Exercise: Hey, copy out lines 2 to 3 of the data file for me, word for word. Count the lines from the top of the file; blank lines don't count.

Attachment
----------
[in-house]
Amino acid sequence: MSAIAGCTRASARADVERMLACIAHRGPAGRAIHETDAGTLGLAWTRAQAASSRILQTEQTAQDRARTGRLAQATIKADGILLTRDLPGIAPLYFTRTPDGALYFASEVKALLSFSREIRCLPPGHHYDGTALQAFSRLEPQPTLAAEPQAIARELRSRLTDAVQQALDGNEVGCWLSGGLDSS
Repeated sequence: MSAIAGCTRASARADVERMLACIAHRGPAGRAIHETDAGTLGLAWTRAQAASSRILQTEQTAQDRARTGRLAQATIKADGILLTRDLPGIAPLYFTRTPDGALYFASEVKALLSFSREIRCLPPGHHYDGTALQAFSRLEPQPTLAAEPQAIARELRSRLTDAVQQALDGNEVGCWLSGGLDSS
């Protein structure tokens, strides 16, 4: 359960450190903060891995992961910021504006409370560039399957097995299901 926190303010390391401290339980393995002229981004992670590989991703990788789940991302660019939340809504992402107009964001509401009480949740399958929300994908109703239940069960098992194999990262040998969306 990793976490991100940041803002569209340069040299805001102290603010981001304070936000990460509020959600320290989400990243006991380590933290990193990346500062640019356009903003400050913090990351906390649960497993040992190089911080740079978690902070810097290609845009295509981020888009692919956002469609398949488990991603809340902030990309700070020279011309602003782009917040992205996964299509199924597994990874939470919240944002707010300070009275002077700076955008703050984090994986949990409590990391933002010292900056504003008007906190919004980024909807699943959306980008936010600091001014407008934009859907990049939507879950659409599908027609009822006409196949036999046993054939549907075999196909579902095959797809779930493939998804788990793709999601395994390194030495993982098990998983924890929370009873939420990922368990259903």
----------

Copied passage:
Amino acid sequence: MSAIAGCTRASARADVERMLACIAHRGPAGRAIHETDAGTLGLAWTRAQAASSRILQTEQTAQDRARTGRLAQATIKADGILLTRDLPGIAPLYFTRTPDGALYFASEVKALLSFSREIRCLPPGHHYDGTALQAFSRLEPQPTLAAEPQAIARELRSRLTDAVQQALDGNEVGCWLSGGLDSS
Repeated sequence: MSAIAGCTRASARADVERMLACIAHRGPAGRAIHETDAGTLGLAWTRAQAASSRILQTEQTAQDRARTGRLAQATIKADGILLTRDLPGIAPLYFTRTPDGALYFASEVKALLSFSREIRCLPPGHHYDGTALQAFSRLEPQPTLAAEPQAIARELRSRLTDAVQQALDGNEVGCWLSGGLDSS